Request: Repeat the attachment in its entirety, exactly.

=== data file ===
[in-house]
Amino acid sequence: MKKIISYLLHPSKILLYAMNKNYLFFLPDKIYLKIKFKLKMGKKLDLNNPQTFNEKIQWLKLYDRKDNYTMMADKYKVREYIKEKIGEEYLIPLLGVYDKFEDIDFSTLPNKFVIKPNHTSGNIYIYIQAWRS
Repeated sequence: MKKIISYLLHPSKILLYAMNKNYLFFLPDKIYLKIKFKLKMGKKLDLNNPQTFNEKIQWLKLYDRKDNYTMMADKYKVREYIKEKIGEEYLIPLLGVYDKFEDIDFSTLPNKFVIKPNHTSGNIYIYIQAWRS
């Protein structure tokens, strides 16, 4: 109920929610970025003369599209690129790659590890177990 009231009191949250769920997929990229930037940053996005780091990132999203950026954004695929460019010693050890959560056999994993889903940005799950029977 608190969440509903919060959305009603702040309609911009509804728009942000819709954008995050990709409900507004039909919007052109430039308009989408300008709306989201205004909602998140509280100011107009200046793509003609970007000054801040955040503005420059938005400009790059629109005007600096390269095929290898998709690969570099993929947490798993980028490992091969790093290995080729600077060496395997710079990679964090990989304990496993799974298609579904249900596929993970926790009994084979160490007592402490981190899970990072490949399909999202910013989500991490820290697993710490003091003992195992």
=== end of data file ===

[in-house]
Amino acid sequence: MKKIISYLLHPSKILLYAMNKNYLFFLPDKIYLKIKFKLKMGKKLDLNNPQTFNEKIQWLKLYDRKDNYTMMADKYKVREYIKEKIGEEYLIPLLGVYDKFEDIDFSTLPNKFVIKPNHTSGNIYIYIQAWRS
Repeated sequence: MKKIISYLLHPSKILLYAMNKNYLFFLPDKIYLKIKFKLKMGKKLDLNNPQTFNEKIQWLKLYDRKDNYTMMADKYKVREYIKEKIGEEYLIPLLGVYDKFEDIDFSTLPNKFVIKPNHTSGNIYIYIQAWRS
């Protein structure tokens, strides 16, 4: 109920929610970025003369599209690129790659590890177990 009231009191949250769920997929990229930037940053996005780091990132999203950026954004695929460019010693050890959560056999994993889903940005799950029977 608190969440509903919060959305009603702040309609911009509804728009942000819709954008995050990709409900507004039909919007052109430039308009989408300008709306989201205004909602998140509280100011107009200046793509003609970007000054801040955040503005420059938005400009790059629109005007600096390269095929290898998709690969570099993929947490798993980028490992091969790093290995080729600077060496395997710079990679964090990989304990496993799974298609579904249900596929993970926790009994084979160490007592402490981190899970990072490949399909999202910013989500991490820290697993710490003091003992195992």